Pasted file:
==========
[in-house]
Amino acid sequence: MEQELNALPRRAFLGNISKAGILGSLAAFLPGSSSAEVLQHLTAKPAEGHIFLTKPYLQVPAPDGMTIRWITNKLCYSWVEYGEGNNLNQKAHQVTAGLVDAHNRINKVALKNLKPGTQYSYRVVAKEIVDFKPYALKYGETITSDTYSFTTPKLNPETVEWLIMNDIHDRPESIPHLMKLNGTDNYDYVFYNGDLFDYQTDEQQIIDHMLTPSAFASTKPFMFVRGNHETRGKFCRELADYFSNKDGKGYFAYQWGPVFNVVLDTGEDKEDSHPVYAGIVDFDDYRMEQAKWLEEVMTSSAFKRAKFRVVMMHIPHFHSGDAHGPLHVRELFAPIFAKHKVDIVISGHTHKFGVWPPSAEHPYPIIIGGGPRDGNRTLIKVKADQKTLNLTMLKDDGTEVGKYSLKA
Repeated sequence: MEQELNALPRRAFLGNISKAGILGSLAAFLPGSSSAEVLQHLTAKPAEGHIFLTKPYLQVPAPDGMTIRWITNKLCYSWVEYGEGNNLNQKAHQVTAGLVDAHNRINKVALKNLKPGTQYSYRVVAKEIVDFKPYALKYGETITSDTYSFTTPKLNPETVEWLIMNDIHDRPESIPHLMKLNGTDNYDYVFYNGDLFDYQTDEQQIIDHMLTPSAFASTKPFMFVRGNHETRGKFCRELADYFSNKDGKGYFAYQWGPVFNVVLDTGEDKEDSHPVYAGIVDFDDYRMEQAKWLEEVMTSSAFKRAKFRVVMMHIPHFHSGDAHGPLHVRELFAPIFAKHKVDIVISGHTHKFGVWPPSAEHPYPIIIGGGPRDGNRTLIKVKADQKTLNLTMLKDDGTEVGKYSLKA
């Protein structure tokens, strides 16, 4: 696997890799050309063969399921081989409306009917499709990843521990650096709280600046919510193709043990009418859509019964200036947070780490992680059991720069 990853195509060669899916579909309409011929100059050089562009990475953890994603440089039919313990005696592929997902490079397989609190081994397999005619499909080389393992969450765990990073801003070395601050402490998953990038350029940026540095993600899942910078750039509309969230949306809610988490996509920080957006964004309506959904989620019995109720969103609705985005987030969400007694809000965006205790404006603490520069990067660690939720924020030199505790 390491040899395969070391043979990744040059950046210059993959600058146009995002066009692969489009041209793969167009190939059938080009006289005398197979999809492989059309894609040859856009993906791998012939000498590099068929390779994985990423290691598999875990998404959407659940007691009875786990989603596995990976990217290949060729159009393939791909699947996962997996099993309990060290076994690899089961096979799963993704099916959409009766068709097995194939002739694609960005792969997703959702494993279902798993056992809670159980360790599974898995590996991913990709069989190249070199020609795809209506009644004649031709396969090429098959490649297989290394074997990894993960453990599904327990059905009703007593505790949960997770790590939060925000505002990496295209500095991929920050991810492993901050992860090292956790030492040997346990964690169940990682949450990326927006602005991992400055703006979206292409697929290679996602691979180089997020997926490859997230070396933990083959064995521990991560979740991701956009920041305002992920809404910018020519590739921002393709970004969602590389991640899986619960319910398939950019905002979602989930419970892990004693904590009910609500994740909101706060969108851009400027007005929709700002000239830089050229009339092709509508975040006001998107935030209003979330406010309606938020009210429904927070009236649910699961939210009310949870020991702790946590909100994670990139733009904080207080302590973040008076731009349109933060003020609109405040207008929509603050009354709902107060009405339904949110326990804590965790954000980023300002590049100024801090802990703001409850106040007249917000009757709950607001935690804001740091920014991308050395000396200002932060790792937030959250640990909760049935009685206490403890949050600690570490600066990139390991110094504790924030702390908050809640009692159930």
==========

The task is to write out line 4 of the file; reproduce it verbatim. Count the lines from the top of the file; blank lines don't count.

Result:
């Protein structure tokens, strides 16, 4: 696997890799050309063969399921081989409306009917499709990843521990650096709280600046919510193709043990009418859509019964200036947070780490992680059991720069 990853195509060669899916579909309409011929100059050089562009990475953890994603440089039919313990005696592929997902490079397989609190081994397999005619499909080389393992969450765990990073801003070395601050402490998953990038350029940026540095993600899942910078750039509309969230949306809610988490996509920080957006964004309506959904989620019995109720969103609705985005987030969400007694809000965006205790404006603490520069990067660690939720924020030199505790 390491040899395969070391043979990744040059950046210059993959600058146009995002066009692969489009041209793969167009190939059938080009006289005398197979999809492989059309894609040859856009993906791998012939000498590099068929390779994985990423290691598999875990998404959407659940007691009875786990989603596995990976990217290949060729159009393939791909699947996962997996099993309990060290076994690899089961096979799963993704099916959409009766068709097995194939002739694609960005792969997703959702494993279902798993056992809670159980360790599974898995590996991913990709069989190249070199020609795809209506009644004649031709396969090429098959490649297989290394074997990894993960453990599904327990059905009703007593505790949960997770790590939060925000505002990496295209500095991929920050991810492993901050992860090292956790030492040997346990964690169940990682949450990326927006602005991992400055703006979206292409697929290679996602691979180089997020997926490859997230070396933990083959064995521990991560979740991701956009920041305002992920809404910018020519590739921002393709970004969602590389991640899986619960319910398939950019905002979602989930419970892990004693904590009910609500994740909101706060969108851009400027007005929709700002000239830089050229009339092709509508975040006001998107935030209003979330406010309606938020009210429904927070009236649910699961939210009310949870020991702790946590909100994670990139733009904080207080302590973040008076731009349109933060003020609109405040207008929509603050009354709902107060009405339904949110326990804590965790954000980023300002590049100024801090802990703001409850106040007249917000009757709950607001935690804001740091920014991308050395000396200002932060790792937030959250640990909760049935009685206490403890949050600690570490600066990139390991110094504790924030702390908050809640009692159930």